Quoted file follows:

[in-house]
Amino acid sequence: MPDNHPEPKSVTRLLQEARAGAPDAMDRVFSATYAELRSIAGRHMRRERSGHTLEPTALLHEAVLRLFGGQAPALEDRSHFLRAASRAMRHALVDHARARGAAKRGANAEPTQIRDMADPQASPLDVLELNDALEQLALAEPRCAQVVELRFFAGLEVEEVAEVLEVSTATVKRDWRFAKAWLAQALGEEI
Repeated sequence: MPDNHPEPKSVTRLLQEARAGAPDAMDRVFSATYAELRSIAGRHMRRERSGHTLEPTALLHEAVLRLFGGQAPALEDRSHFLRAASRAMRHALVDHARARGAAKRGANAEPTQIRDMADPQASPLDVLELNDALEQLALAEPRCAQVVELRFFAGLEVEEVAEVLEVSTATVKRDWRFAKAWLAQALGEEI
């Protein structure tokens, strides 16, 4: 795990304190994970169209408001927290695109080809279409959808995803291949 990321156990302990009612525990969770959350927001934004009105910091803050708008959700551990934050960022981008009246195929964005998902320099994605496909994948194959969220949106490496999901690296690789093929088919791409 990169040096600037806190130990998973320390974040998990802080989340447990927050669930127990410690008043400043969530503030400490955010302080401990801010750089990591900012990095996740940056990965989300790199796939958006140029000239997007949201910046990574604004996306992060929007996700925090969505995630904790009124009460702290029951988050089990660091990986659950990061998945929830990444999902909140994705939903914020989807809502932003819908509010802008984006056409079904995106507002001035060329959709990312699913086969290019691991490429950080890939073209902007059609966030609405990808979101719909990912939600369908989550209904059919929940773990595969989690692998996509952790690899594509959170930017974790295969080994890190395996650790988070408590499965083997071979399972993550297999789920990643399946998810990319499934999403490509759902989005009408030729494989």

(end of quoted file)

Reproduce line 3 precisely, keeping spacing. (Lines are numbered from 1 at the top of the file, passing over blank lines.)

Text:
Repeated sequence: MPDNHPEPKSVTRLLQEARAGAPDAMDRVFSATYAELRSIAGRHMRRERSGHTLEPTALLHEAVLRLFGGQAPALEDRSHFLRAASRAMRHALVDHARARGAAKRGANAEPTQIRDMADPQASPLDVLELNDALEQLALAEPRCAQVVELRFFAGLEVEEVAEVLEVSTATVKRDWRFAKAWLAQALGEEI